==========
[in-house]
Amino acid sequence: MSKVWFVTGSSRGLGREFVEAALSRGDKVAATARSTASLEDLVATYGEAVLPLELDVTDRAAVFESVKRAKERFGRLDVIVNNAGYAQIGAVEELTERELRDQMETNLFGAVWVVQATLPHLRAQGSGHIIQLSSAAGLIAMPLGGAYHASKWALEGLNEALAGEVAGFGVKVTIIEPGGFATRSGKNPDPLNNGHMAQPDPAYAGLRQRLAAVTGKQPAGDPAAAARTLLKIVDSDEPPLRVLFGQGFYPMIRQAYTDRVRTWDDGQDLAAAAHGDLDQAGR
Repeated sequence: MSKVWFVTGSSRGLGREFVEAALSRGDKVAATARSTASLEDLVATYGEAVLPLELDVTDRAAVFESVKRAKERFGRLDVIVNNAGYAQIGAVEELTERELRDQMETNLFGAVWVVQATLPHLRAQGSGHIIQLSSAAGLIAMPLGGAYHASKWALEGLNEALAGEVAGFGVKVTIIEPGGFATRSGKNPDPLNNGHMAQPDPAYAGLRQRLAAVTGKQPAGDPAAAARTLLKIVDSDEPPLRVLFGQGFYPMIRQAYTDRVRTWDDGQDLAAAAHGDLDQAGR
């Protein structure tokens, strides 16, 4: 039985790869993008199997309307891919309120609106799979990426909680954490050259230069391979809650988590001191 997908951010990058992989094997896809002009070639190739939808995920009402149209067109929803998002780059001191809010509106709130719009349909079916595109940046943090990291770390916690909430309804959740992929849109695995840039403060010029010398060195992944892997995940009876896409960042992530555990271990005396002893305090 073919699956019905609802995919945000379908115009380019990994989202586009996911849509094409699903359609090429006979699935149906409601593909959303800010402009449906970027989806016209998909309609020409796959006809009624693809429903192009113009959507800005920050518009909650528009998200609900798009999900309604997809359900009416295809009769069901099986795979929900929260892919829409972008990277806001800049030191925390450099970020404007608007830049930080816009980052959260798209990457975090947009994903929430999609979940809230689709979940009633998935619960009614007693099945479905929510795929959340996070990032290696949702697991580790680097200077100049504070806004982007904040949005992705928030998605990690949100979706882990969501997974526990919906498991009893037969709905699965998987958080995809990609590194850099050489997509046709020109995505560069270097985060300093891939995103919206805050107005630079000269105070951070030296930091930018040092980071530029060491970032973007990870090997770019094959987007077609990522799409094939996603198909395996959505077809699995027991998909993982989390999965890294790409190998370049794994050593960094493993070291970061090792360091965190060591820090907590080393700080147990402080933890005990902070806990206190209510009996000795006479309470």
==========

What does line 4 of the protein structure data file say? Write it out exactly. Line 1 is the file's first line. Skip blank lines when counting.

């Protein structure tokens, strides 16, 4: 039985790869993008199997309307891919309120609106799979990426909680954490050259230069391979809650988590001191 997908951010990058992989094997896809002009070639190739939808995920009402149209067109929803998002780059001191809010509106709130719009349909079916595109940046943090990291770390916690909430309804959740992929849109695995840039403060010029010398060195992944892997995940009876896409960042992530555990271990005396002893305090 073919699956019905609802995919945000379908115009380019990994989202586009996911849509094409699903359609090429006979699935149906409601593909959303800010402009449906970027989806016209998909309609020409796959006809009624693809429903192009113009959507800005920050518009909650528009998200609900798009999900309604997809359900009416295809009769069901099986795979929900929260892919829409972008990277806001800049030191925390450099970020404007608007830049930080816009980052959260798209990457975090947009994903929430999609979940809230689709979940009633998935619960009614007693099945479905929510795929959340996070990032290696949702697991580790680097200077100049504070806004982007904040949005992705928030998605990690949100979706882990969501997974526990919906498991009893037969709905699965998987958080995809990609590194850099050489997509046709020109995505560069270097985060300093891939995103919206805050107005630079000269105070951070030296930091930018040092980071530029060491970032973007990870090997770019094959987007077609990522799409094939996603198909395996959505077809699995027991998909993982989390999965890294790409190998370049794994050593960094493993070291970061090792360091965190060591820090907590080393700080147990402080933890005990902070806990206190209510009996000795006479309470």